How to become a millionaire. It’s that simple, right?
As I try to remind my clients, no one that you should consider a friend will ever read an obituary that fondly remembers you because of your fully funded 401k/IRA (individual retirement account). To be fair, money can’t buy happiness and neither can poverty. But, there is a balance between FIRE and burnout.
Be impatient with action and patient with results. – James Clear
This quote comes from James Clear, the author behind one of my new favorite newsletters. His words of wisdom have frequently given me peace, perspective, and pause for clarity. I recommend you follow him, but if you do not, I will end with my own experiences in this marathon race that is life.
Late Stage Post Traumatic Imposter Syndrome
LSPTIS – is a very real disease I just made up.
As a Senior Millennial, I will turn 38 in 2020. I fall victim to some of the stereotypical allegations meant to define a generation that encompasses 75 million people in the U.S. alone. For example, Mental Health–a stereotype I welcome–is one I began to prioritize in my elderly-millennial years. Last year I started seeing a therapist with very positive results.
As it relates to this post, I want to work to improve on minimizing self-imposed deadlines. For instance, no one is asking me to run this business, author another book, pursue FI or FI/RE, raise my credit score above 800, or honestly do any of these arbitrary measures I used to grade myself from week-to-week for absolutely no reason and to no end other than to wear myself down and out.
I joked on one podcast that I was so stressed one week in 2019 that one single eye had literally begun to twitch. When asked what I was going to do when the other one started to twitch, my response was, “when both start twitching, I’m pretty sure they’re just both going to close for good.” …there is a little bit of truth behind every joke.
I need to find a way to pump the breaks, or as the kids say, “SKRRT, SKRRT!” I put too many miles on this personal vehicle. At this pace, it isn’t going to see the End of the Road, financially independent or otherwise.
Yes, recently I did make it to the King of the Hill! Yet, I spent so many years with my head down focused on the drive up Career Mountain Top that I never stopped to appreciate the views.
When you grow use to only looking up there is no time to prepare for how scary the view might be when you finally look down. Be careful chasing success, you just might catch it.
I sure have a lot to lose now if (when?) I fall. And was I standing on a solid foundation or a house of cards up here?
My “imposter syndrome” kicked in when I should feel most confident that I deserve the accolades. But, if I’ve already made it to the top, then what am I suppose to do with the next 30 years???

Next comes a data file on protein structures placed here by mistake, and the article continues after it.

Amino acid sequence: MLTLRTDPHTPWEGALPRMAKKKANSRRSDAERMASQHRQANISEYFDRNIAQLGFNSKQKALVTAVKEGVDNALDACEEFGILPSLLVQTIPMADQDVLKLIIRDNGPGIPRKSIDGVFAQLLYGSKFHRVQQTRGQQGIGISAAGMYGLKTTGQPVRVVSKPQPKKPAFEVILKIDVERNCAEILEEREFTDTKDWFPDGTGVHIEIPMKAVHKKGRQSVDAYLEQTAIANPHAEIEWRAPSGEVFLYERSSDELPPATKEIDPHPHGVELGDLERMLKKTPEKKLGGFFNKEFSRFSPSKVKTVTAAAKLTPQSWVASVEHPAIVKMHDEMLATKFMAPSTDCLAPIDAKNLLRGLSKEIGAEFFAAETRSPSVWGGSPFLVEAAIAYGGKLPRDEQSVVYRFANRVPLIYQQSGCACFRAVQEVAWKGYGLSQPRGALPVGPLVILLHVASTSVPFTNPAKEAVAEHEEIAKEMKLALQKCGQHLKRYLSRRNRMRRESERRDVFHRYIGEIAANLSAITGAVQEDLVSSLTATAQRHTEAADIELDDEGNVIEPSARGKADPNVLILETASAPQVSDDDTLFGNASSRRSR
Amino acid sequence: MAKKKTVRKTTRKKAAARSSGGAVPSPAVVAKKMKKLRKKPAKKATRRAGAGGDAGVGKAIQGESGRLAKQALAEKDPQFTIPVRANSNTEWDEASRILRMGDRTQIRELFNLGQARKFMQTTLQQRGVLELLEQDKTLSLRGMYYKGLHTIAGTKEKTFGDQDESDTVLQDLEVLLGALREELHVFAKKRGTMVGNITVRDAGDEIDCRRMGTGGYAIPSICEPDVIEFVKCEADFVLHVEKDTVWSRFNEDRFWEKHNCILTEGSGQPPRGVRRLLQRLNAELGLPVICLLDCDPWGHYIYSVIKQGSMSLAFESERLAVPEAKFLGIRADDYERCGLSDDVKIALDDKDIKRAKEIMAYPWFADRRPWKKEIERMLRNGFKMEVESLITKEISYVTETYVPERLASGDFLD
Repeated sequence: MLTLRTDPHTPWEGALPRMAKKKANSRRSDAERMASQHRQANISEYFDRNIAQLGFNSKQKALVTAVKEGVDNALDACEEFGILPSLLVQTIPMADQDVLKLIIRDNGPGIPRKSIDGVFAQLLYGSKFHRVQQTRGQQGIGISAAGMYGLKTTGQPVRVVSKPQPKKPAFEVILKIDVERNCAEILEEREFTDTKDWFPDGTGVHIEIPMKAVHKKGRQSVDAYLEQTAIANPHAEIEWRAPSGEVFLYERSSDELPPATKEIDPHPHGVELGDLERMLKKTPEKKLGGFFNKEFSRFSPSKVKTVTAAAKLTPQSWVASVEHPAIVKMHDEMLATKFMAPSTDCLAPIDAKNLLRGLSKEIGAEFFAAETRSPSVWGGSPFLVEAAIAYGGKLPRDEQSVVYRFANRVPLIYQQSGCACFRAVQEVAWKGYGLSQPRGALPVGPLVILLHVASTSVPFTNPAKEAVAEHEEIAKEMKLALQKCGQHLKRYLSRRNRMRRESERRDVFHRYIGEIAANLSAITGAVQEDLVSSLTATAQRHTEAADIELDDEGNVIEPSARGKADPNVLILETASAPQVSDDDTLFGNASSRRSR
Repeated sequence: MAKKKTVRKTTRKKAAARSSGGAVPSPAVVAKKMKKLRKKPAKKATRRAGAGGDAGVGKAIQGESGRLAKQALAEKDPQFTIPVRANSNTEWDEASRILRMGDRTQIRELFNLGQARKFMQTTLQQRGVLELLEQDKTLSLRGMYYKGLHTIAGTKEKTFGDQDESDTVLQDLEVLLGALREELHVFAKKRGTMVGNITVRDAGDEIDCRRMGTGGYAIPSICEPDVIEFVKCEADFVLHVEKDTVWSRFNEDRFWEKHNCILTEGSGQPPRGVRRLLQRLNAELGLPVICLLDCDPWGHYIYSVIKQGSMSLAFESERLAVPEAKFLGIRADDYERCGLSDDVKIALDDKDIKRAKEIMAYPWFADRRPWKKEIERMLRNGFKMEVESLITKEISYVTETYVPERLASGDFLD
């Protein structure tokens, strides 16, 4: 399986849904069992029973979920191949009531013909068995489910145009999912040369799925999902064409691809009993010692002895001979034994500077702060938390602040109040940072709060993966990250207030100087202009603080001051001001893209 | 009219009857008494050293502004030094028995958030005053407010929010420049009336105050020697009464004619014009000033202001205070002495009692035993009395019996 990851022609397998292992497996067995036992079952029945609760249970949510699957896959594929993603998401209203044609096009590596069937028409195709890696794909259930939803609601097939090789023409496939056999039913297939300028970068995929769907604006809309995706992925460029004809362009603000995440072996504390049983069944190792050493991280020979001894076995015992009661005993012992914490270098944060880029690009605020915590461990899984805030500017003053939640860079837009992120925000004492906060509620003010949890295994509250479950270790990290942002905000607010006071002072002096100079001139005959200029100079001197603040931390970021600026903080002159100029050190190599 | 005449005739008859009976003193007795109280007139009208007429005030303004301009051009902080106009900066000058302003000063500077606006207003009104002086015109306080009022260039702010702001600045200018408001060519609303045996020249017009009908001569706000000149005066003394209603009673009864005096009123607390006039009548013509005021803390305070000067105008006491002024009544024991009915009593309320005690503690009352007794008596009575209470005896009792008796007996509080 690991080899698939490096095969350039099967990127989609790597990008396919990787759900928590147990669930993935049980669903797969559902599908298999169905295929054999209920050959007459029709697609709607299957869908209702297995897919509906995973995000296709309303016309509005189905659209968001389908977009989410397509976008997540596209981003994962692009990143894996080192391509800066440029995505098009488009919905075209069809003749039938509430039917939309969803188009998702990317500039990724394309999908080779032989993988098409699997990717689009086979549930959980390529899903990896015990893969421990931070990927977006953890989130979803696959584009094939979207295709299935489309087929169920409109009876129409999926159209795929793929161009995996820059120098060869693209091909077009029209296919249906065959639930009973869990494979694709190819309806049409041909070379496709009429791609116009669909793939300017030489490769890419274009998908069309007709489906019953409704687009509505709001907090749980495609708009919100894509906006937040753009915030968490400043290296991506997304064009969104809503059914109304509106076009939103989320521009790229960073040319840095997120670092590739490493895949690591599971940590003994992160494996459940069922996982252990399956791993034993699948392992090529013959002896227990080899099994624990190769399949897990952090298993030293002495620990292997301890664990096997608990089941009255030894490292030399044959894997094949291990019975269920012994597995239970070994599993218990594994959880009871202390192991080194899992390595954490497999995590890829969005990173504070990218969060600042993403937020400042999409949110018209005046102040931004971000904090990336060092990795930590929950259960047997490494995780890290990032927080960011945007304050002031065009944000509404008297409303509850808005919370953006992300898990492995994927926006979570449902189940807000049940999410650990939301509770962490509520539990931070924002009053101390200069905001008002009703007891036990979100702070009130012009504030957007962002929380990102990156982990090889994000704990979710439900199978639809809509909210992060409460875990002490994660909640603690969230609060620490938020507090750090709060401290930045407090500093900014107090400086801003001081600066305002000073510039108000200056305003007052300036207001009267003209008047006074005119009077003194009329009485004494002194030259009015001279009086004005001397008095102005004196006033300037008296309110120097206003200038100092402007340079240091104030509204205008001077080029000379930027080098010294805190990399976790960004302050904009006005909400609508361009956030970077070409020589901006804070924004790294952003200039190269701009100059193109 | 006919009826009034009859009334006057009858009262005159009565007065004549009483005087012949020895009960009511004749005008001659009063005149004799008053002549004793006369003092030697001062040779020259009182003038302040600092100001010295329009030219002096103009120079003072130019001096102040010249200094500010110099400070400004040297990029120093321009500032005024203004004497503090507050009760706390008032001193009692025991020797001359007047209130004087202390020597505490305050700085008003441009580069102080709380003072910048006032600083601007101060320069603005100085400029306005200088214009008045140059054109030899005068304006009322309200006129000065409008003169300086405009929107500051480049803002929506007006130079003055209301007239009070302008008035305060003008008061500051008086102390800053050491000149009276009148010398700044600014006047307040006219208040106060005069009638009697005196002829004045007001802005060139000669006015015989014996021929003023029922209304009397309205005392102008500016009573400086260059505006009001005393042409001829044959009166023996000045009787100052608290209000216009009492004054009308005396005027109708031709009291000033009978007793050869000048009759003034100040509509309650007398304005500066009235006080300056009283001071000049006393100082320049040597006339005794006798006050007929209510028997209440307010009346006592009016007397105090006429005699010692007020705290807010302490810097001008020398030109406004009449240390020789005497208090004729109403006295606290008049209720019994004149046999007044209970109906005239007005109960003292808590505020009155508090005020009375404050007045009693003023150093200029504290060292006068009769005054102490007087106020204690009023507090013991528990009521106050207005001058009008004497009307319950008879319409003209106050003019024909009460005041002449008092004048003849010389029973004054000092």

What goes up must come down, right?!!
I don’t have a Plan B. Hell, I barely had a Plan A!
I’d become a race-runner. I didn’t know WTF to do once I reached the finish line. I spent three decades running races. Suddenly, running the race that got me to this level won’t work to get me to the next. What comes after the professional milestones are reached?
Rather than run infinite races, I choose to come to a complete stop and get some personal perspective. I began to reflect on what the “life” side of Paychecks & Balances “work, money, life” mantra meant to me. Instead of trying to outrun my own shadow, how can I be a better version of myself tomorrow than the version I am today?
Focus on One Course Until Successful
F.O.C.U.S. is my unofficial personal mission this year. I’m already seeing the results. I’ve gotten further by instilling the discipline to move slower.
Financially, the goal is to sell one course a day. Just one. I no longer have some arbitrary number that I’ve self-imposed as yet another made-up finish line. Similarly, my recommendation, resolution, and Call to Action for you (if you feel overwhelmed): slow down.
For what it’s worth, if I waited until I believed in myself 100% I would never start anything. I GSD, then I use that as evidence to believe in myself. There are a lot of 80-percent sure people today that will spend the rest of this year waiting on that last 20-percent. Some of the best advice I’ve gotten on breaking out of procrastination is “when you’re 80 percent sure, act!”
Today, I’m still middle class 38. I look forward to rich 50. Because it is better to have $1,000,000 at 65 than $0 million at any age.
Further, I have learned to measure my wealth with more than just the zeros in my bank account. And, rather than eye-twitch myself to death, I have to be healthy enough–mentally, physically, and emotionally–to survive the journey.
If Jack Donaghy is right, I will turn back the hands of time by getting more clear on my priorities. There is no reason to rush to fail. With most things, there is no reason to rush at all. While the world around me continues to multi-task, I choose to focus on the task at hand. The time will pass on its own.